Does Honey go Bad?
Is it true that honey is the most long-lasting food? Does honey go bad, spoil or expire? What is its shelf life and how can you tell when it has gone bad? Is crystallized, dark and fermented honey bad or safe? Read on to find out
Does Honey go Bad or Expire?
Honey is one of the few foods that do not go bad easily. Long ago, it was used as a food preservative along other substances like salt. These are some of the few foods that can be used as preservatives while still edible.
Honey has unique properties which explain the reason as to why it does not go bad. The expiry date written on honey jars only shows up to what period honey will be at its best. To begin with, honey is a sugar. There are people who substitute sugar for honey as a sweetener because of its additional nutritional value.
Like any other sugar, honey is hygroscopic meaning it does not contain a lot of water while still in its natural state. This low moisture is the reason very few microorganisms and bacteria can survive in honey.
Sugars in honey draw off all the water in bacteria cells and yeast drying them up and consequently preventing them from contaminating honey. Scientifically, this is the process of osmosis. In this case, the bacteria living in the honey is hypotonic and honey is hypertonic since it has high sugar content and low water composition.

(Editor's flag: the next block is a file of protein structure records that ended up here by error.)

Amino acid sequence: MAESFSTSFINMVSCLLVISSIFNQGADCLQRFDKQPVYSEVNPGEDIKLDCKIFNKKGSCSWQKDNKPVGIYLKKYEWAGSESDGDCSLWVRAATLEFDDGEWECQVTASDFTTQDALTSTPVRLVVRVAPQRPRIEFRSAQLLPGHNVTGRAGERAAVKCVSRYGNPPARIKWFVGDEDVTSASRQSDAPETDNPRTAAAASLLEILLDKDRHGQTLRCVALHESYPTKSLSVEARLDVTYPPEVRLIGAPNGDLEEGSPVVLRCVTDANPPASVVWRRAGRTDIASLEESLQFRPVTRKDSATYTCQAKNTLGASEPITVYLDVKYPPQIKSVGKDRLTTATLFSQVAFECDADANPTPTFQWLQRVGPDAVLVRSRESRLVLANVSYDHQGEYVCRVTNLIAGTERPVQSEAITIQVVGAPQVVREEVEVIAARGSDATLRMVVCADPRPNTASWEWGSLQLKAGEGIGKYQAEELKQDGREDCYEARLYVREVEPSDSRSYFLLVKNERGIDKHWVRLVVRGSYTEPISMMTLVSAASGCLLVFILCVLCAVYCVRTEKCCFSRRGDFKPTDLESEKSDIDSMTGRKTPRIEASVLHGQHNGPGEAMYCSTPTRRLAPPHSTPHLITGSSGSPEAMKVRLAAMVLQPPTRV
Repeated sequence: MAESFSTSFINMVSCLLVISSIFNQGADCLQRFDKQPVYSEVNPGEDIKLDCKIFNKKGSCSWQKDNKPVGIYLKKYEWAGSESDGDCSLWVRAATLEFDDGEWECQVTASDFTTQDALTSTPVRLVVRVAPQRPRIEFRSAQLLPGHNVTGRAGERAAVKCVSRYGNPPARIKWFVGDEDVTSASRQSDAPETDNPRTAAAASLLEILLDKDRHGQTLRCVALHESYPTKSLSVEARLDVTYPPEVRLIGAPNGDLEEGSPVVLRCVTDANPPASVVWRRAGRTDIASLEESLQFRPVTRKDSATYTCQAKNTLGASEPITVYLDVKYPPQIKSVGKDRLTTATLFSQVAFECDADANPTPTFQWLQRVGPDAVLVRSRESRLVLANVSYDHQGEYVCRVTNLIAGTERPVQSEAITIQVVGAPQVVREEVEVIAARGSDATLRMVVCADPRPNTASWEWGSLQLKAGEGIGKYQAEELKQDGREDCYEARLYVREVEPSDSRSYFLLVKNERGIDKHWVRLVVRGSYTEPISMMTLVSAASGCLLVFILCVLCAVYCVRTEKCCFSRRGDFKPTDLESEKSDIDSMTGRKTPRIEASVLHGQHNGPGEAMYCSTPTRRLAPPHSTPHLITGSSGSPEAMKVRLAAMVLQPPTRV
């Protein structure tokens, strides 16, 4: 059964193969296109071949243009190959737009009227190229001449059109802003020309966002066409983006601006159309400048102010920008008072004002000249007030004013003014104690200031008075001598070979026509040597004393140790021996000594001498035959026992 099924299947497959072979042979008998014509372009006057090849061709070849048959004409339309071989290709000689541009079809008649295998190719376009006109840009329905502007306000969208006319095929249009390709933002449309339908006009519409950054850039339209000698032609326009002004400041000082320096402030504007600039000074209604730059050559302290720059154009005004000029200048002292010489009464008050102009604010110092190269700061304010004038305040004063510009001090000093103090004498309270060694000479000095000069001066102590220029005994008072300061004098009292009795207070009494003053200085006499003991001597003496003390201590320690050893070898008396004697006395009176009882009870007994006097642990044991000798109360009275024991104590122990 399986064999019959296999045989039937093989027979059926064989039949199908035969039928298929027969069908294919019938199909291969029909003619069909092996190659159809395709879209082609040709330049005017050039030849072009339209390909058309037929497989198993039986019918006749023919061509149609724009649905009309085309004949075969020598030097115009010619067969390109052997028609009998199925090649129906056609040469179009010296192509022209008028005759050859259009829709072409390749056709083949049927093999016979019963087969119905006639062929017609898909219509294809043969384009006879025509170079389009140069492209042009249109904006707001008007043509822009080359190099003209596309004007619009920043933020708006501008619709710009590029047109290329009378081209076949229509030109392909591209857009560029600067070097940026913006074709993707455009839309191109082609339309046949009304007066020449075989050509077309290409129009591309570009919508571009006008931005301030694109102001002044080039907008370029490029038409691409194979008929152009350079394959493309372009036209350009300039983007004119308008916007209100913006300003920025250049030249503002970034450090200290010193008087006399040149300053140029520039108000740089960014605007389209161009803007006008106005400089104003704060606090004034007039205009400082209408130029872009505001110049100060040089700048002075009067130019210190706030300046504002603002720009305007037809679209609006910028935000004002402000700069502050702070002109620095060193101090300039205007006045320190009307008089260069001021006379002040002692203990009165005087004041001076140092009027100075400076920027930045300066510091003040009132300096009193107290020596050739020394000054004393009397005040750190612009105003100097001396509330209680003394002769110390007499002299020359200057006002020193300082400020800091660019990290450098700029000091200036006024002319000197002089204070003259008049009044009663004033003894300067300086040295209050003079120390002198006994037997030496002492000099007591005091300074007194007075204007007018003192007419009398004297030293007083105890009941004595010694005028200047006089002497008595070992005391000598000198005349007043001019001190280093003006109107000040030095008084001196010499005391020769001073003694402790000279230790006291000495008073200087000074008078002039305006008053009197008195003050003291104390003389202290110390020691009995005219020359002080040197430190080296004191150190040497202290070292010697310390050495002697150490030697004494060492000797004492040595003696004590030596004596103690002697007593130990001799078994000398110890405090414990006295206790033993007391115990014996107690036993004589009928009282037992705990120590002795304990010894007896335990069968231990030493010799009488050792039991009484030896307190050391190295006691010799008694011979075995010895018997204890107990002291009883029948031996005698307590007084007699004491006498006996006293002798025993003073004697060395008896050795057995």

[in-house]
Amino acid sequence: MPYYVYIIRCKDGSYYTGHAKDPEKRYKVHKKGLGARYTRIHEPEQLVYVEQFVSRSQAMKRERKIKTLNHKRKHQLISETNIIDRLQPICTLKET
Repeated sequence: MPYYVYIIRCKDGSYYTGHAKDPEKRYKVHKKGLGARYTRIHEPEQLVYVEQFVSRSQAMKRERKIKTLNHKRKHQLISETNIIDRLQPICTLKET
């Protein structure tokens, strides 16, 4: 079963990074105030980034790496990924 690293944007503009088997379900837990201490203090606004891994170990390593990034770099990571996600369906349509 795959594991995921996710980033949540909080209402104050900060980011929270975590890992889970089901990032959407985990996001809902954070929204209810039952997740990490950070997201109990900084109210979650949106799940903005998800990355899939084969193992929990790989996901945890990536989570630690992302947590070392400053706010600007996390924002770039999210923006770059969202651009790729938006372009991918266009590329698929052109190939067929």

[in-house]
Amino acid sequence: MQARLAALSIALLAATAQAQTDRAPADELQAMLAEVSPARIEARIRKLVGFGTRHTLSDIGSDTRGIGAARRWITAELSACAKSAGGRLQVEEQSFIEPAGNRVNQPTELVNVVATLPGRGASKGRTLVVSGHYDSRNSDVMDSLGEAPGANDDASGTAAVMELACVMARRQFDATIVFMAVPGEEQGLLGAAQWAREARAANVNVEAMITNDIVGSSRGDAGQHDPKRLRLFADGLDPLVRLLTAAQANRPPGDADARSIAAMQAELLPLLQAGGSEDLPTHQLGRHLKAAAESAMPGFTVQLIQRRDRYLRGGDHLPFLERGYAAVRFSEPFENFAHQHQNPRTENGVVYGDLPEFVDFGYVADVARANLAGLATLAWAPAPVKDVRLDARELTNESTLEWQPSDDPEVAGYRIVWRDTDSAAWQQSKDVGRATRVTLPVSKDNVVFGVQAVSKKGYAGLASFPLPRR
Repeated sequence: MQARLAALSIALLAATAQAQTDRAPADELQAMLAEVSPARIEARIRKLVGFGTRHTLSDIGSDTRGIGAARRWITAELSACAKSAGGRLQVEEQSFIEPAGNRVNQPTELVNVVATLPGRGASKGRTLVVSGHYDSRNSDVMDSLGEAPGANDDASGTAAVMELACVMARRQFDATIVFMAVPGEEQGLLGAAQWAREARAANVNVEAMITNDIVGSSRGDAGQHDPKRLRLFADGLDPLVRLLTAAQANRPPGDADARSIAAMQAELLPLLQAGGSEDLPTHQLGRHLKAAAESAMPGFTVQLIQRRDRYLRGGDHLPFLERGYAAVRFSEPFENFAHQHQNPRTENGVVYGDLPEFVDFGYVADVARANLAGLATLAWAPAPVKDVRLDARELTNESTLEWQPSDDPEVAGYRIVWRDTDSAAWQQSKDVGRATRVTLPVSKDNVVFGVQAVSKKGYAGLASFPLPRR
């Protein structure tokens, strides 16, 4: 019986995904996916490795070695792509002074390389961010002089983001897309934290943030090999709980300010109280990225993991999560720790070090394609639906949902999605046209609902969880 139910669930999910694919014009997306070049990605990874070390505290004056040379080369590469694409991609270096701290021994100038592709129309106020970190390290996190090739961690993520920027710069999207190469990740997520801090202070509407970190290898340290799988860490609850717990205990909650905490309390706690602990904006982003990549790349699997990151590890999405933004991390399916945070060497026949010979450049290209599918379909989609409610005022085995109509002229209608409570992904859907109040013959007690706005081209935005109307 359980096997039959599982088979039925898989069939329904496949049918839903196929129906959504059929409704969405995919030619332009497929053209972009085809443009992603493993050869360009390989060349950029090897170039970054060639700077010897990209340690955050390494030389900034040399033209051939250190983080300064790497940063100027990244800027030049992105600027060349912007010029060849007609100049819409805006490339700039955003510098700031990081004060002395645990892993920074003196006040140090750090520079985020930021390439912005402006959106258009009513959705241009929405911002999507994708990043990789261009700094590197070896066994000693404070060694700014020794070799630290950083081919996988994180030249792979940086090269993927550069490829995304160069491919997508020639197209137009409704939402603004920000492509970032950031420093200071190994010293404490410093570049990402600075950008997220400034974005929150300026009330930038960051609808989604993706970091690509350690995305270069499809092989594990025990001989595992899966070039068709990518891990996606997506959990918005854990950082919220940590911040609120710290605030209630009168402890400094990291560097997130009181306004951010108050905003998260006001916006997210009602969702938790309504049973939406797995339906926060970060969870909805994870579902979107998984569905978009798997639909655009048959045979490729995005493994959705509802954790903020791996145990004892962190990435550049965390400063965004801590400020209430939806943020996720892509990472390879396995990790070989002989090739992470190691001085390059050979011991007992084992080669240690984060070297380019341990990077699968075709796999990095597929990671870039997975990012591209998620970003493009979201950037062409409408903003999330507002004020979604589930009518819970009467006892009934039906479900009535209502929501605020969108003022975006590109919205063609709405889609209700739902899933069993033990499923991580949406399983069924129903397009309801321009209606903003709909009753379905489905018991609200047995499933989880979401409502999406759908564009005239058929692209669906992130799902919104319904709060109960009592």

An executive director at Robert Mondavi Institute in California, named Amina Harris explained that; the very low moisture content of moisture in honey causes the microorganisms to die. Harris further explained that, since the organisms can’t survive in honey, they do not get a chance to spoil it.
Additionally, the acidic property of honey also preserves it from going bad. Honey’s pH ranges between 3 and 4.5. This makes honey highly acidic killing off anything that tries to live in the honey and spoil it.
Despite the super properties of honey, it can go bad when exposed to moisture. In normal cases, honey contains 18% of water meaning no yeast can survive in such an environment. The high sugar content in honey means it easily attracts moisture from the environment. High water content in honey encourages survival of bacteria and microorganisms which work towards spoilage of honey.
Raw Honey Shelf Life & how to tell if honey is bad
Shelf life of raw honey
Honey is considered a magic food due to its long shelf life. When properly stored, that is, stored well enough not to allow any moisture in; honey can stay long beyond the indicated expiry date. In fact, the National Honey Board explains that pure honey has an indefinite shelf life as long as it is kept properly.
You need to understand that processed honey may have a shorter shelf life if precaution is not taken. This is because, during processing, the properties of honey that preserve it may be interfered with. Even that, when processing is done properly without interfering with honey properties, the shelf life of processed honey also becomes indefinite.